Candlestick Trees and Other Cassias

By Cynthia Mueller
Master Gardener, Galveston County

‘Candlestick tree’ (Cassia alata), also known as ‘Empress candle plant’ or even ‘Candle bush’ in other parts of the United States, is an old-fashioned, easily grown plant for the back of the border. It grows from 6 feet to as tall as 15 feet in height, and in the fall is covered with beautiful golden spikes of bloom. In the warmer parts of Texas such as the Gulf Coast area the Candlestick tree will last for several years, but should be trimmed back after flowering to maintain compactness. They rarely survive the winter in the College Station area, but may prove root hardy under mild freezes unless the cold lasts longer than a day or two. These cassias (sometimes now referred to as Sennas) may be started from seed soaked overnight and planted outdoors in the spring after danger of frost is past. They are trouble-free growers which can endure a certain amount of neglect, and mix well as backdrops with other large plants such as Castorbeans.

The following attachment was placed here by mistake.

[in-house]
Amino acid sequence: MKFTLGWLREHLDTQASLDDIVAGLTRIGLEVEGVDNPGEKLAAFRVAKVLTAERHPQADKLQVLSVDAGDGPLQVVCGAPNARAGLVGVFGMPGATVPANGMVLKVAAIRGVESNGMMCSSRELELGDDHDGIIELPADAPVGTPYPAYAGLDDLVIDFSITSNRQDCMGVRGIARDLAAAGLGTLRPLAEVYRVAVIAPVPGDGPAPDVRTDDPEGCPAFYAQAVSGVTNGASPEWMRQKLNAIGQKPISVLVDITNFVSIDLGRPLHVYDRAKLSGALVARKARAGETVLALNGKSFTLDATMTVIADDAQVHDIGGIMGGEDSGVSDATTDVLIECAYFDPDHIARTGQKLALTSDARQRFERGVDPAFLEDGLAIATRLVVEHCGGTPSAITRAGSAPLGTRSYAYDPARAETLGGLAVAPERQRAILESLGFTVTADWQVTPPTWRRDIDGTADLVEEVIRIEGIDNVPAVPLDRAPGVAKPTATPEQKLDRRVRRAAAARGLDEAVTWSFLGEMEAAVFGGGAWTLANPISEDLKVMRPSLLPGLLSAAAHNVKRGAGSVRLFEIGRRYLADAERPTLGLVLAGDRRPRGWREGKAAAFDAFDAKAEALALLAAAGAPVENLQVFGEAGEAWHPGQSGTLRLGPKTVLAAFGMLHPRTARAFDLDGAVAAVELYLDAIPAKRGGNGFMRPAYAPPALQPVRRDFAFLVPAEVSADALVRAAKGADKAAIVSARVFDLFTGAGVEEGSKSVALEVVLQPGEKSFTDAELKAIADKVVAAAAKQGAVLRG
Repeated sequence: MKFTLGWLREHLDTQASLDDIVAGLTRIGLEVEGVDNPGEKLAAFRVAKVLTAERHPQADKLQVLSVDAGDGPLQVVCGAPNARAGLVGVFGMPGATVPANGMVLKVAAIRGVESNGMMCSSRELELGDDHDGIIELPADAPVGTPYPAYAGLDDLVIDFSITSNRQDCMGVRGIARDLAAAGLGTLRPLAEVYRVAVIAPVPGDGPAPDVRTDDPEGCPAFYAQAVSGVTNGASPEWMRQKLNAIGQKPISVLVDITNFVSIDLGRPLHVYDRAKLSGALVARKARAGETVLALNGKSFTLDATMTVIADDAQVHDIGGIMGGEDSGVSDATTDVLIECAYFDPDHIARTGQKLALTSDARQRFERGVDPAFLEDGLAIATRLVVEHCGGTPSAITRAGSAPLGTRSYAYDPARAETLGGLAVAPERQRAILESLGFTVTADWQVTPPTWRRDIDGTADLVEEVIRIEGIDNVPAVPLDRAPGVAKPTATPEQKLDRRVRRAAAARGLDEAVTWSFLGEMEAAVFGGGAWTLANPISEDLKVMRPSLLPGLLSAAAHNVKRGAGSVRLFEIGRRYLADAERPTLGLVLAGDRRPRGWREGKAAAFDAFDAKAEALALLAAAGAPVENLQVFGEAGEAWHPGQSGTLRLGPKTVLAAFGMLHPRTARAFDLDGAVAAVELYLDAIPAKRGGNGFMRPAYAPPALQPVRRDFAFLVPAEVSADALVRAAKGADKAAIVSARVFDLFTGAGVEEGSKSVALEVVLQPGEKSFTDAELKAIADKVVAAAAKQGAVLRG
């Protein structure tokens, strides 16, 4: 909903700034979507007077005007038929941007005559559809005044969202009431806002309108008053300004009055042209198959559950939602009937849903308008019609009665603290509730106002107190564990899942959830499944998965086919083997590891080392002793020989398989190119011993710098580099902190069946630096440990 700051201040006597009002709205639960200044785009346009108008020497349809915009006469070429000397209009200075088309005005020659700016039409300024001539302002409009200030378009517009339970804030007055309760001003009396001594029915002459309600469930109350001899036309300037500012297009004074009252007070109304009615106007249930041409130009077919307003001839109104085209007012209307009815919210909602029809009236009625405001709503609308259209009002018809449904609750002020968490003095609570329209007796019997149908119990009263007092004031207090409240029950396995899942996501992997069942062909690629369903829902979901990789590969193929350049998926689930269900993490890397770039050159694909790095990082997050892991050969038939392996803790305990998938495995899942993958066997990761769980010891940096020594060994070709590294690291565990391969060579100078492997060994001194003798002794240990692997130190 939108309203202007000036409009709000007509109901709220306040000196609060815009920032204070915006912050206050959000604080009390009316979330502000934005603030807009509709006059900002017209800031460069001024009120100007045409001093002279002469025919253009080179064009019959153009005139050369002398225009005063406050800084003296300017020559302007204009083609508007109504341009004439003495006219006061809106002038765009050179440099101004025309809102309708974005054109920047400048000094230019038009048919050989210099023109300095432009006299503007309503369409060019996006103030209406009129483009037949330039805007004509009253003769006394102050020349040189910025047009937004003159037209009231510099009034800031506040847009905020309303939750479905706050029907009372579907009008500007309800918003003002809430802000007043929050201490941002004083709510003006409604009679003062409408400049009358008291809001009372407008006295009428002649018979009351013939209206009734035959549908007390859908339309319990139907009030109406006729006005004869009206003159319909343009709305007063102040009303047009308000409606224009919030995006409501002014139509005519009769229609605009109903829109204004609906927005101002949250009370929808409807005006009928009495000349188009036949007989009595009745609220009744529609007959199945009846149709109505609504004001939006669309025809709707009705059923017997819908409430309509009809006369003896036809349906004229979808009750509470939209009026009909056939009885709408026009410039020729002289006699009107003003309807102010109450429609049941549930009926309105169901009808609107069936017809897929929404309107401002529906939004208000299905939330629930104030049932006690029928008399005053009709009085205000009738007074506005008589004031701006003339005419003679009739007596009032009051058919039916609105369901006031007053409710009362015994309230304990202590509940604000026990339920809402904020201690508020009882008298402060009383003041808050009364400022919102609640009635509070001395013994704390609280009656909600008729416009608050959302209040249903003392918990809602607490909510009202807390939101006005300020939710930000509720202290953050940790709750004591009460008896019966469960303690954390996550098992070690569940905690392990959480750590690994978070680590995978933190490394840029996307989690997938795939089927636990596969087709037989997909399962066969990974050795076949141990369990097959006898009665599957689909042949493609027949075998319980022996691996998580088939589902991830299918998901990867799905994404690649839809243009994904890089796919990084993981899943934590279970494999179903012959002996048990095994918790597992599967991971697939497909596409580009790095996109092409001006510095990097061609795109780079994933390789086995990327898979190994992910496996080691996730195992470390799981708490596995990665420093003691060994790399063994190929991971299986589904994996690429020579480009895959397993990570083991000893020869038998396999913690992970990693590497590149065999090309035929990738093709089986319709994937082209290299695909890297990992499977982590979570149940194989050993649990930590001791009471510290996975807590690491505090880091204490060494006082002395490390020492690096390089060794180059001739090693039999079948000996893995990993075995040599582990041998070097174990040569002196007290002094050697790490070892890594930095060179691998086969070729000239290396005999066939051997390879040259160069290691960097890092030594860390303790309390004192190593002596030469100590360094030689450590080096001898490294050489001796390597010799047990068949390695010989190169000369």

‘Autumn cassia,’ or ‘Flowery senna’ (Cassia corymbosa) is another very attractive shrubby cassia which has become more noticeable in the Texas landscape in recent years, due to the very mild winters. It can grow to a height of 8 feet, with a spread of 6 feet, and in the fall is covered with sheets of small golden blooms, followed by long, slender green seedpods.

Cassia splendens is an especially desirable species for Central Texas. It is a somewhat larger plant with even more showy blooms than Cassia corymbosa. It has fewer seedpods and is commonly reproduced through cuttings.